Ottawa

Steel yourselves for another year or 2 of COVID-19, Etches warns residents

Ottawa's medical officer of health is warning residents to be prepared to live with the risk of COVID-19 spreading in the community well into 2021 or even 2022.

Individual actions primary factor in controlling spread, medical officer of health says

A construction worker keeps their face covered in downtown Ottawa June 23, 2020. (Andrew Lee/CBC)

Ottawa's medical officer of health is warning residents to be prepared to live with the risk of COVID-19 spreading in the community well into 2021 or even 2022.

Vera Etches told Ottawa city council Wednesday that even as new cases and hospitalizations dwindle in the region, residents must remain on guard. That means continuing to practise physical distancing and wear masks, even after Ottawa moves into Stage 3 of the province's reopening plan on Friday.

There are currently 58 known cases of COVID-19 in Ottawa, with three people in hospital. Of the 2,167 confirmed cases since the pandemic began, 85 per cent are considered recovered.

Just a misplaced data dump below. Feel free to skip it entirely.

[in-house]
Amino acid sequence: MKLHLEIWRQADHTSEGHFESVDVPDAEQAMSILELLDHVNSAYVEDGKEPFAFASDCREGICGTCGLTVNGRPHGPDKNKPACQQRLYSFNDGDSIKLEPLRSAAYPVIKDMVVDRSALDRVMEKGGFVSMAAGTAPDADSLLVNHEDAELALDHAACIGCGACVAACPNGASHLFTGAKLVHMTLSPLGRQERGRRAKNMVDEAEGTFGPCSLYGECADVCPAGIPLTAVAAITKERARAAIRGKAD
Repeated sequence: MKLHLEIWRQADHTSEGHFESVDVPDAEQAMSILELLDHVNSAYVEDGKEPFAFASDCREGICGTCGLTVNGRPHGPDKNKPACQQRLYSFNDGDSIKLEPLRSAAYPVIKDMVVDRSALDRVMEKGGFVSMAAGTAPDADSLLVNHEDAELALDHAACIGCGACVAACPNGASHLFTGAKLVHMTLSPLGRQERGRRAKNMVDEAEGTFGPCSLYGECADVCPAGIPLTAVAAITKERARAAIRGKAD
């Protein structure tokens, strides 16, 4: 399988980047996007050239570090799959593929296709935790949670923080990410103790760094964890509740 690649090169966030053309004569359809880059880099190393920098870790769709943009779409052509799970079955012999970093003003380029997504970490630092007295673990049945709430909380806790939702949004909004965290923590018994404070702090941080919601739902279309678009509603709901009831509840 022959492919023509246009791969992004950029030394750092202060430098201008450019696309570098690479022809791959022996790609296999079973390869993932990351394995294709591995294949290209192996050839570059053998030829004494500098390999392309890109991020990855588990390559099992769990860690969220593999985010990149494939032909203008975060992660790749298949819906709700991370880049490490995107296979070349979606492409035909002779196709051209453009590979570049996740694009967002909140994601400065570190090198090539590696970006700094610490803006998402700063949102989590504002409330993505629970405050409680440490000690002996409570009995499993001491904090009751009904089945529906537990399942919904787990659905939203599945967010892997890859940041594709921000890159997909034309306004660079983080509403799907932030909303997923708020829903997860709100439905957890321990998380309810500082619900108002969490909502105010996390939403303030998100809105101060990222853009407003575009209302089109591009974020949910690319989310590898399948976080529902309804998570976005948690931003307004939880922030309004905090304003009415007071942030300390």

There have been 263 deaths in Ottawa, the last one reported on June 25.

Etches noted that while the number of new cases and outbreaks in the city dropped during Stage 2, more than 40 per cent of confirmed infections over the past two weeks have no known source.

WATCH: How the pandemic may develop into 2022

Vera Etches, Ottawa’s chief medical officer of health, says community transmission could continue into 2021 and 2022, with the virus rebounding periodically in either smaller or larger waves. 2:21

Looking ahead, OPH is mapping out a few different scenarios. Under the best-case scenario, the city will continue to manage the spread of COVID-19 and carefully lift remaining restrictions.

A second scenario would see restrictions vary in response to surges in infections, while under the worst-case scenario a second wave would threaten the health-care system anew, leading to another clampdown.

Etches said she doesn't want to have to return to the kind of citywide shutdown imposed in March, but warned individual actions play a more important role than any amount of testing or contact tracing.

"It is what will make the difference going into the future," she said.

City council voted Wednesday to support the bylaw to make masks mandatory in most indoor public spaces. The bylaw adds the threat of fines ($200 for an individual and $400 for a corporation) to last week's public health directive on masks.

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